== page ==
On that I must add that for the former BDS officers who had the requisite capacity we have retained them as part of the new BDS consultants.
There are several PSF projects which are noble but seem to be stuck.
You have to be very specific in order for me to give you a more specific answer.
Let us talk about the Rwanda International Trade Fair project.
Does it mean that you have made some assessment and you have come to a conclusion that something is not right somewhere?
All I am seeking is a correct picture of what is happening.
On that we are in the process of mobilizing resources needed. It is not stuck by any chance. We are talking to parties interested in partnering with us. We have positive feedback so far which is a good indicator that we are in the right direction. That also applies to several of our projects.
Rwanda Development Board (RDB) has some novel projects it has developed in which it intends to spin over to the private sector. Have you looked at some of them and have you sensitized your members on the need for them to seize opportunities these projects have?
I tend to think that you are talking about some of those infrastructure projects. Given that I must say that most of our members are not in a position to participate in some of these projects given their unique orientations. But when there is an element of Private Public Partnership (PPP) then it makes it more attractive for them to come on board.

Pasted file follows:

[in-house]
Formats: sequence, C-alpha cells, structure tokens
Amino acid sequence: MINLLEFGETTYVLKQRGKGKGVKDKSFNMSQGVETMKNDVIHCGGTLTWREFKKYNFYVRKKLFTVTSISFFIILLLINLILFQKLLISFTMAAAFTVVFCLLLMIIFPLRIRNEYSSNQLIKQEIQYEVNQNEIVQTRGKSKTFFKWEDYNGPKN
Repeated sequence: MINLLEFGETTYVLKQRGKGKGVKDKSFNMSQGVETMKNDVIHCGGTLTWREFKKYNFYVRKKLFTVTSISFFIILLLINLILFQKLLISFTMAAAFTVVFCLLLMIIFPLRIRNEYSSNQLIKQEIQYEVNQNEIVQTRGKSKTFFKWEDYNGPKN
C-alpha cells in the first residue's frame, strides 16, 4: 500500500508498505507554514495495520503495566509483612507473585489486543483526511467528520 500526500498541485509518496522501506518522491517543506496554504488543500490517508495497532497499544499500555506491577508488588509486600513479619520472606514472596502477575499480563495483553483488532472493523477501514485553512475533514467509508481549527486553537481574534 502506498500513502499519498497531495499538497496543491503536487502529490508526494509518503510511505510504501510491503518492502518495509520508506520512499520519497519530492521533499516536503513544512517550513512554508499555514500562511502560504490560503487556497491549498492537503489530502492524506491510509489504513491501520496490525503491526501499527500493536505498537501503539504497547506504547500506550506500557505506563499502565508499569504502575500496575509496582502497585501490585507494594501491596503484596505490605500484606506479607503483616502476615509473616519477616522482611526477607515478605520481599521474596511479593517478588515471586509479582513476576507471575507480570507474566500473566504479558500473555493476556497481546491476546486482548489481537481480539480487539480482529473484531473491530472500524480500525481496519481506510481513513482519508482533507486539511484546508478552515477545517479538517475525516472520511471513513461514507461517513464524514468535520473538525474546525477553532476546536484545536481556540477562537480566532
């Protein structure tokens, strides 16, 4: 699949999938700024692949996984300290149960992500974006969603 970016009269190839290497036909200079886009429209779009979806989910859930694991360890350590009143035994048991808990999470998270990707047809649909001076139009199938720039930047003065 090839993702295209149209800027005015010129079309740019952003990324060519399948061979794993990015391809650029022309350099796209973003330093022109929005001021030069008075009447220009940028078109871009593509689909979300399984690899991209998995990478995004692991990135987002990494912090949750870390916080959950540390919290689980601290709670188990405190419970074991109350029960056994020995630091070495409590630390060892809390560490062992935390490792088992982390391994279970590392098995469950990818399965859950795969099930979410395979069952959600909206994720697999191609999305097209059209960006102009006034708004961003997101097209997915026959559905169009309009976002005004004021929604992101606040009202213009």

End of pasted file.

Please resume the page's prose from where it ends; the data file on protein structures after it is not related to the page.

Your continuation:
However I must add that the PPP framework is still young locally. In that we need to build capacities. We brought in experts from the Development Bank of Southern Africa-DBSA to assist.
The intention is to enable our members to partake in such projects rather than only letting foreign investors develop some of these seemingly lucrative ventures.
Though I must point out here that foreign investors are quite welcome to participate in these ventures. But it is good enough if the locals participate too. In that we need to strengthen our local private sector.
The best approach is through the PPP route. Once RDB kick starts these projects it will be the right time to asses whether we as local private sector can participate in them.
Have you noted an observation generally in which some people confuse the roles of both PSF and RDB within the private sector landscape?
I have. What I can say is that PSF is an advocacy organ for the country’s private sector. In this role once in a while it sits down within some forums to take such issues to the doorsteps of the Government which RDB is known to be a part of. Meaning that our advocacy roles puts us in direct contact with RDB in as far as the issues of private sector development is concerned.
However this kind of contact should not be confused as over lap of functions. When we advocate issues RDB as Government comes in hand to facilitate our members.